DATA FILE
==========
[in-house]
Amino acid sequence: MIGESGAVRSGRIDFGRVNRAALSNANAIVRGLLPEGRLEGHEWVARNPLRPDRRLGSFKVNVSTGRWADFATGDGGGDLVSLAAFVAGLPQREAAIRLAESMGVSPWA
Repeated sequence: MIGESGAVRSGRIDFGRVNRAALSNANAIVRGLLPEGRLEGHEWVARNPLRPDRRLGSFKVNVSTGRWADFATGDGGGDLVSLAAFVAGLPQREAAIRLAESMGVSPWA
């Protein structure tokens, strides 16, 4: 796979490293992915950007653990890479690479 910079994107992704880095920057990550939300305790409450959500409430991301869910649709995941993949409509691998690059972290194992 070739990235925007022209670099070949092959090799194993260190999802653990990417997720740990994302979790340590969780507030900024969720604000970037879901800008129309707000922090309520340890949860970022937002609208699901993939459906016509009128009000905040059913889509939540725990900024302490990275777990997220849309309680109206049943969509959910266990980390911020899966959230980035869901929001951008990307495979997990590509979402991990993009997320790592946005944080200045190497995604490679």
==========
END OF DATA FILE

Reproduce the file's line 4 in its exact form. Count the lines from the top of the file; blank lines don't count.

């Protein structure tokens, strides 16, 4: 796979490293992915950007653990890479690479 910079994107992704880095920057990550939300305790409450959500409430991301869910649709995941993949409509691998690059972290194992 070739990235925007022209670099070949092959090799194993260190999802653990990417997720740990994302979790340590969780507030900024969720604000970037879901800008129309707000922090309520340890949860970022937002609208699901993939459906016509009128009000905040059913889509939540725990900024302490990275777990997220849309309680109206049943969509959910266990980390911020899966959230980035869901929001951008990307495979997990590509979402991990993009997320790592946005944080200045190497995604490679």